Delete
  7. How about the west recognising Taiwan as an independent nation state ?
    MA

    ReplyDelete
    Replies
    1. well that is one thing we could do. That would be like Britain recognizing the CSA. Taiwan was formed during a civil war and China has never forgotten it or relinquished their claim, and there was no peace treaty signed after the Civil war.

      Delete
    2. "Taiwan was formed during a civil war and China has never forgotten"

      You need to review your history. China was formed during a Civil War and Taiwan has never forgotten it. The ROC (Taiwan) was the ruling body and was defeated by the communists in the civil war. The communists formed "China" while the ROC moved to Taiwan.

      Delete
    3. I know my history very well. The ONLY reason this wasn't settled at the end of the 1948 is because the US intervened and stopped the Chinese from crossing the strait.

      Chiang Kai Shek was a lousy leader who could not provide for his people, they lost end of story.

      By your reasoning Britain should not consider their US Colonies Free. Or Lenin did not lead the Soviet Union because Alex K's government was formed following the abdication of the Czar.

      One of the political parties in Taiwan, which has held power recently, advocates reunification with the Mainland. So how big of a mess are we stepping into?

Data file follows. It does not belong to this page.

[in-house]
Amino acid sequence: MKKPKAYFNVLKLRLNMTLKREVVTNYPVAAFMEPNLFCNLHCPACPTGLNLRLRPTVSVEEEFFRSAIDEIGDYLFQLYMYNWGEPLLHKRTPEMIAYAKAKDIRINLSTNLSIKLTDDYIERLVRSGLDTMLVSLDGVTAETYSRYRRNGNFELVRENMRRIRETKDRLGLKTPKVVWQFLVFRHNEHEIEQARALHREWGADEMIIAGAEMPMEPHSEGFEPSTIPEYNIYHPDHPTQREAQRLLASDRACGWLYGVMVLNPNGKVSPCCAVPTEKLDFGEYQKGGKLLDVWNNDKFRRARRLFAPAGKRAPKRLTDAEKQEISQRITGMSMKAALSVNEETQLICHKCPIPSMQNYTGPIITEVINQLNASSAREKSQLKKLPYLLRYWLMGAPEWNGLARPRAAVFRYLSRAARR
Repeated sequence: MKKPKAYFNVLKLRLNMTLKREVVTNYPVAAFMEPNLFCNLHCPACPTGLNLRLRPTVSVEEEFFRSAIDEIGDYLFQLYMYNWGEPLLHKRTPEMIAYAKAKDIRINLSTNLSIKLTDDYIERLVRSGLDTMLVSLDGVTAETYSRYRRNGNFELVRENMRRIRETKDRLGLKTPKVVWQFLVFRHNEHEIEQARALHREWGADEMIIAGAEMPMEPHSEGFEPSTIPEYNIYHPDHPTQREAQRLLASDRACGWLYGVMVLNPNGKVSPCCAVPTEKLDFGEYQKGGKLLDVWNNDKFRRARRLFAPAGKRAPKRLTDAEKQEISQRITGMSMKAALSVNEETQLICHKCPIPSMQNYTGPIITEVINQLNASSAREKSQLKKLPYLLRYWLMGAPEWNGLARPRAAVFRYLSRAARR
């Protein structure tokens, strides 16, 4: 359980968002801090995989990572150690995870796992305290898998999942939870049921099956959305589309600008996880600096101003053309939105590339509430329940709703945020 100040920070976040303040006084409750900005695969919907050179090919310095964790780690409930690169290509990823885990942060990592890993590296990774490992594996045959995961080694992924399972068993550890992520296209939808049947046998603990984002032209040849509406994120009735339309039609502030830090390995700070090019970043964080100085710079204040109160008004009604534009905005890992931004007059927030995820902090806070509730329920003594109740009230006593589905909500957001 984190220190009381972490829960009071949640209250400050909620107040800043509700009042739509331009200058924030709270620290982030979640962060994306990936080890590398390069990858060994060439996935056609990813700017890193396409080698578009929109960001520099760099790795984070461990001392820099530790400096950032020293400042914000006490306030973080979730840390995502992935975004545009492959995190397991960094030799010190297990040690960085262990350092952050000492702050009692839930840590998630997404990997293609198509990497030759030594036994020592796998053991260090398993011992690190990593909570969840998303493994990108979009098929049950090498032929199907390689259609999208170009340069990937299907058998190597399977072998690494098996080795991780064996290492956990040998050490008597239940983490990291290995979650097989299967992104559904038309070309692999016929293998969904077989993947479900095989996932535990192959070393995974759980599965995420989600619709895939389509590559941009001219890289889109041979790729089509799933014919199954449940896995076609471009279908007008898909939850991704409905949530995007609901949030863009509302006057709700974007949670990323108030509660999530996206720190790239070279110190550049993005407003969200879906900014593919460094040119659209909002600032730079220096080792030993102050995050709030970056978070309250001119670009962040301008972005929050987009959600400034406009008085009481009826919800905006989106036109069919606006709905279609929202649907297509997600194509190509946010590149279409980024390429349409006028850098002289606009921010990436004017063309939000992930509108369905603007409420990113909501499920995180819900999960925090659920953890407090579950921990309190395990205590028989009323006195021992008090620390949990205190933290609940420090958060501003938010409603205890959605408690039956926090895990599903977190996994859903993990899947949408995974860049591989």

Delete
    4. I'm taking no position on the issue, for or against either side. Honestly, I don't know enough about it to have a valid position. My "position" is historical accuracy in our statements on this blog. Nothing more.

      Delete
  8. Gee its amazing during the Cold War we had active AGIs tailing our BGs as best they could 25/7 for months on end. They may have bagged an aberrant sonobouy or two but I can't remember them taking anything of much use. Works the other way too. We even recovered whole USSR subs. ;-)

    IMO for this case as soon as we whined about it the goose was cooked. Just like the intercepts and the "we are a victims response" gets predictable and appears weak to China and Russian and even Iran. We'll see what a Mattis run DoD develops for a response. I know what I would do. I would ask those of us who are of that vintage first about how we dealt with this type action during the CW.
    B2

    ReplyDelete